WILLIAM A. BANKS, M.D.; ABBA J. KASTIN, M.D.; EDWARD A. MICHALS
To the editor: Cook and Boyle (1) have recently emphasized the issue of a differential response of the central nervous system to thyroxine and triiodothyronine. Although differential responses of tissues to thyroid hormones may occur at many levels, the hormones must first reach the target organ. In the case of the brain, this means traversing the blood-brain barrier. Triiodothyronine has been shown to be transported across the blood-brain barrier by a saturable, carrier-mediated transport system (2), but by extrapolation it has been widely assumed that thyroxine is transported by the same system. Studies of thyroid levels in the cerebrospinal fluid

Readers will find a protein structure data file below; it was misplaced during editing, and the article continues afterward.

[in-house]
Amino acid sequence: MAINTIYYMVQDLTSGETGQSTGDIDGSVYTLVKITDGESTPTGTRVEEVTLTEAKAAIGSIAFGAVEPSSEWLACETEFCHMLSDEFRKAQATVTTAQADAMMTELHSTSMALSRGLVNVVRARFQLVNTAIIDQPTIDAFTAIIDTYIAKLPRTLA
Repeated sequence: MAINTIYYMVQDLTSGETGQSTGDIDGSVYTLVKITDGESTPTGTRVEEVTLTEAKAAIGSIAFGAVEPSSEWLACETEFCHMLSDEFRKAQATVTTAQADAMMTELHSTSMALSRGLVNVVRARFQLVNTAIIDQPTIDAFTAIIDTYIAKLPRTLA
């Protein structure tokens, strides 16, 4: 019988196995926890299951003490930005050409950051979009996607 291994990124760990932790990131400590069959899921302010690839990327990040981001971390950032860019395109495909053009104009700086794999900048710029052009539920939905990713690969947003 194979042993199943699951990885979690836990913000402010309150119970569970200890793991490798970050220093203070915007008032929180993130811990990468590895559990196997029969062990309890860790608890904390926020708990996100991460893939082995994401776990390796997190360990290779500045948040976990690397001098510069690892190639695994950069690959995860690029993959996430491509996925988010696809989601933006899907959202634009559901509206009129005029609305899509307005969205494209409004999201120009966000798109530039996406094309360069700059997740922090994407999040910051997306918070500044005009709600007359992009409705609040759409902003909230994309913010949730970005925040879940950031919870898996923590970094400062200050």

WILLIAM A. BANKS, ABBA J. KASTIN, EDWARD A. MICHALS. Selective Transport Across the Blood-Brain Barrier. Ann Intern Med. 1986;105:472. doi: 10.7326/0003-4819-105-3-472_1
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Published: Ann Intern Med. 1986;105(3):472.
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